HACCP And Restaurants Part 2

In my previous post, I went over the basics of how a HACCP plan is put together using a home security analogy. I recommend you read that first if HACCP is something that is vague for you. With that said, let’s get into the specifics of how food safety incidents differ between food manufacturers (factories) and restaurants. Along the way we’ll be able to look at restaurant HACCP, were it is strong, and where there are serious gaps in the industry.

The most important difference between a food manufacturer and a restaurant, at least from a food safety perspective, is that when a factory has a food contamination issue, be it allergenic, or pathogenic or by mineral toxin, it is by definition an outbreak. The easiest way to picture this is a vat of contaminated milk. One industrial bulk holding tank may hold between 500 and 800 gallons of milk. If the milk in that tank is contaminated with Listeria monocytogenes, when the milk is packaged and shipped, each carton or bottle may be contaminated, and you could be looking at anywhere from 1000-20,000 people who could be exposed in the states that received that milk. The FDA and USDA must act quickly to pinpoint the vector of an outbreak and pull that material to keep the illness and potential loss of life down to a minimum. As a result of this set up, food manufacturers are under increasing regulatory pressure to have extensive documentation and procedures to make it fast and accurate when a recall must occur.

In contrast, restaurants are often single location establishments that serve customized menu items in relatively small amounts. If a restaurant is handling a shipment of contaminated cucumbers for example, I may get sick because I ordered a Bánh mì sandwich, but if my wife ordered Pho, I will get sick and she won’t. Beyond the lack of even distribution, most restaurants cook food to order, and the cooking itself kills pathogens effectively. In this instance, the tomato on my cheese burger might get me sick, while the tomato soup made from the same tomatoes will likely be safe. So right here we can see that a food contamination issue at a single restaurant will not necessarily effect customers in a way that is easy to detect. Further complicating the matter is the fact that most people who get sick at a restaurant don’t report it (they just have a seriously unpleasant experience in a bathroom for a long period of time). It’s usually only when hospitalizations or fatalities occur that food safety incidents involving restaurants materialize.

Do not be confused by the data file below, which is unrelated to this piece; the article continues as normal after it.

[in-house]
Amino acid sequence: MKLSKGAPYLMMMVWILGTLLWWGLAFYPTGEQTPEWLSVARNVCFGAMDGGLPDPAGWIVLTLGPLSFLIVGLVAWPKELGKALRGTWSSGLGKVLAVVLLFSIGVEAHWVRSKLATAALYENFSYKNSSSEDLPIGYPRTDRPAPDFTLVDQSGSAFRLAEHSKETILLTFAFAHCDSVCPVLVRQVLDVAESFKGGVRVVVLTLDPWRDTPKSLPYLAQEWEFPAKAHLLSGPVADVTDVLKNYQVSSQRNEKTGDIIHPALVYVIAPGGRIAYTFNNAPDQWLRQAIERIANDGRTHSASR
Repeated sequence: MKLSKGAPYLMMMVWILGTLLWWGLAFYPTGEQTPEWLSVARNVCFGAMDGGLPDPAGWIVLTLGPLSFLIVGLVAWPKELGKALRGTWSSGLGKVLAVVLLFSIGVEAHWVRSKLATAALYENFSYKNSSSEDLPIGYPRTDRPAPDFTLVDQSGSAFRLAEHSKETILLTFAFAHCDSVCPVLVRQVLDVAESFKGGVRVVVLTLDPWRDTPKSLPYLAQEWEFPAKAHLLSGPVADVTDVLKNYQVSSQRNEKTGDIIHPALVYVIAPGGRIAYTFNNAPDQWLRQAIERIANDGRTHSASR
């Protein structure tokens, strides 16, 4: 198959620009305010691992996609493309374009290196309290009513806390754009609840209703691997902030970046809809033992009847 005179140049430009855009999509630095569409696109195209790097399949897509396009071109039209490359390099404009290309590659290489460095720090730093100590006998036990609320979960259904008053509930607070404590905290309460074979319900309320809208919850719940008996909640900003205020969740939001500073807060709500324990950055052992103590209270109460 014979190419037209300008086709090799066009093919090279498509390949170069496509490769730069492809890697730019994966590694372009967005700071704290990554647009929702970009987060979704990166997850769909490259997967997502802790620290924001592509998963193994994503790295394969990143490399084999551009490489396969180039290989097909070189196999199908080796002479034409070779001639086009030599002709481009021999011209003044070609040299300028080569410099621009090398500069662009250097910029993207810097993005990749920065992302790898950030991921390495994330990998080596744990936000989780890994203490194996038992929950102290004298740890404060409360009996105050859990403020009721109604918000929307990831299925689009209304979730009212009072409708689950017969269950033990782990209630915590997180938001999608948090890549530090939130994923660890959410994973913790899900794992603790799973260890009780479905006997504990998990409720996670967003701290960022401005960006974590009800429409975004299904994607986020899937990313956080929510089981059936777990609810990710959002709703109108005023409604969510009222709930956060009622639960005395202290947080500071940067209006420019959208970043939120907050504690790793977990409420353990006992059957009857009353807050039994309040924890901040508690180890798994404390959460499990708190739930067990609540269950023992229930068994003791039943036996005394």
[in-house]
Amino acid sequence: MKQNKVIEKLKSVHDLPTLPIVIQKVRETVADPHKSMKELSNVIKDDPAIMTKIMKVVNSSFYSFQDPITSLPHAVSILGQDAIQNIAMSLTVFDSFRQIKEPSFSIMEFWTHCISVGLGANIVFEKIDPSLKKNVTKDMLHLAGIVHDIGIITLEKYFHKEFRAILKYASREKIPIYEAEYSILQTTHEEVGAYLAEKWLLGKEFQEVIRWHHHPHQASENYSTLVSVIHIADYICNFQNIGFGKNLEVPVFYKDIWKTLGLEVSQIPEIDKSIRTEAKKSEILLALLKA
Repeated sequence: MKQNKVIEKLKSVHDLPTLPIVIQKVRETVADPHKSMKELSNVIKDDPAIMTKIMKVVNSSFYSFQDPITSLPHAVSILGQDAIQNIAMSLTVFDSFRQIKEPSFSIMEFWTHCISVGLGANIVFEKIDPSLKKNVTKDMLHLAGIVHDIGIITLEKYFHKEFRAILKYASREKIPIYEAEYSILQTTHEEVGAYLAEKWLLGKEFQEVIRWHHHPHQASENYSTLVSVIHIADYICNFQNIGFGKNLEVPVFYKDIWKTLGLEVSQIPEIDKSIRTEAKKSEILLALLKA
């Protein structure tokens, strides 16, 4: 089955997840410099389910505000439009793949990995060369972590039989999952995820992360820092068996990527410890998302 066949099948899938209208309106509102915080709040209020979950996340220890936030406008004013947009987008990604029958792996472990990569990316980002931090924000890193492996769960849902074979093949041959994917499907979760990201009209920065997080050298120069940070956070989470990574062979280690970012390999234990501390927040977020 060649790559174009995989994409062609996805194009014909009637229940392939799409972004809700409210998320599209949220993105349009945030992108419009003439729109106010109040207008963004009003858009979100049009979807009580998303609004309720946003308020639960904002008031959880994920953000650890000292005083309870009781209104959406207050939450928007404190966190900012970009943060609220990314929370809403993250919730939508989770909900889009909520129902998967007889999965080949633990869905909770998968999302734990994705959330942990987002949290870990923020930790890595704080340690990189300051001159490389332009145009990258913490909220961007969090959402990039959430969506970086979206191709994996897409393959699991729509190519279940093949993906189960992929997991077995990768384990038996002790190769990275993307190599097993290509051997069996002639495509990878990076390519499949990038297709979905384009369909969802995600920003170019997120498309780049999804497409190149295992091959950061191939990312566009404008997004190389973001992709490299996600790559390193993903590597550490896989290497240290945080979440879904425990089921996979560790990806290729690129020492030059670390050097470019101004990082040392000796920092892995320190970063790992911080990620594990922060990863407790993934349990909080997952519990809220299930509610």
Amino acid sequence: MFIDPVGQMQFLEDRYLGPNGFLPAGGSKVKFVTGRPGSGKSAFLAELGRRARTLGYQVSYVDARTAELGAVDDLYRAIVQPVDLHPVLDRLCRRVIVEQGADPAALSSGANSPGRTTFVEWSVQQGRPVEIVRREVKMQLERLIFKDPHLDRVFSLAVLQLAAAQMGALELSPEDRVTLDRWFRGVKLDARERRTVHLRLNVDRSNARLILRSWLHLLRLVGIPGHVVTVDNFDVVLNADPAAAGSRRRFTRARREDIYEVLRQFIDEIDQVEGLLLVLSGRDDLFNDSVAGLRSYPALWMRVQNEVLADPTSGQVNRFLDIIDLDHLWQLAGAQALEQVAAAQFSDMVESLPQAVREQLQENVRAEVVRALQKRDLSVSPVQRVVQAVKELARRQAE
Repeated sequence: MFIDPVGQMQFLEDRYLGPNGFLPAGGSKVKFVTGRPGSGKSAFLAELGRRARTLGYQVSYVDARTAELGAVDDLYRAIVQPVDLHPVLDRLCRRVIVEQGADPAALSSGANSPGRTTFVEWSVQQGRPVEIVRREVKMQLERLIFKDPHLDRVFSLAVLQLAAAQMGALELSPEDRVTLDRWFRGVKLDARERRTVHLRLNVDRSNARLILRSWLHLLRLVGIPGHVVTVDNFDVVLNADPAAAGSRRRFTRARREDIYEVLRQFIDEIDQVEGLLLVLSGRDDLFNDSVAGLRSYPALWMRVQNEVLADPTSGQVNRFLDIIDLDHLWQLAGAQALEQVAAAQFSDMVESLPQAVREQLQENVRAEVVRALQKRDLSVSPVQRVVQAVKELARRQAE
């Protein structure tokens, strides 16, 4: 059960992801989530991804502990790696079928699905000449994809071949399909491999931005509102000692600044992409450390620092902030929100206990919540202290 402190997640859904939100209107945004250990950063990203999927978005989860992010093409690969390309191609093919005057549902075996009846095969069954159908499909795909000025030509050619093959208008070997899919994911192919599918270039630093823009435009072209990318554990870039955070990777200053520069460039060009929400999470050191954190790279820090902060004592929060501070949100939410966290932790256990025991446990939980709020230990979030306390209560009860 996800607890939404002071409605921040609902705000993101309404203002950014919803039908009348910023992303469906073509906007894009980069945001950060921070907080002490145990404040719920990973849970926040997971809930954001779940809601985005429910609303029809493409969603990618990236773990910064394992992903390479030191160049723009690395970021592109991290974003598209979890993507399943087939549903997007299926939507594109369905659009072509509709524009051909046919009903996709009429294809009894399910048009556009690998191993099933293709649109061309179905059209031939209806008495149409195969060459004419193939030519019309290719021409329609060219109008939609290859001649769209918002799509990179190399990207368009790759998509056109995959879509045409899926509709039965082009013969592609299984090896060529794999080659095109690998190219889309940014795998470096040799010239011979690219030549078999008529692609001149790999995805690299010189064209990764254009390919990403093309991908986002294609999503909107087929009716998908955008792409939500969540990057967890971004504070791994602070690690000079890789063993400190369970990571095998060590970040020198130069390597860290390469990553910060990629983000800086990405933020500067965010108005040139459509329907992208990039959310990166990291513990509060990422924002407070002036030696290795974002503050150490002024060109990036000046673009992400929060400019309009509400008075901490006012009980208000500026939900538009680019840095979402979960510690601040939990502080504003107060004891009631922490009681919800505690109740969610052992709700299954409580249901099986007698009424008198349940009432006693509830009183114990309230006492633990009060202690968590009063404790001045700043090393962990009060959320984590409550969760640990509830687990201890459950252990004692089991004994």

With all that in mind, restaurant culture has generally treated HACCP programs as perfunctory, with the main emphasis on holding temperatures, cooking temperatures, sanitation and training of servers. The other main safety issue is keeping the cooking spaces clean (all of these are very justifiable control points). If we are eating at a restaurant that serves deep fried foods, pizza, steak/burgers, or pasta, just about everything is cooked, which means all the restaurant needs to focus on is making sure the kitchen is clean when the shift starts, the food is refrigerated before cooking, cooked to the proper temperature and served quickly enough to prevent contamination (within 4 hours). Keep the staff trained to avoid spreading human caused illness (norovirus) and there should be a minimum of food safety issues.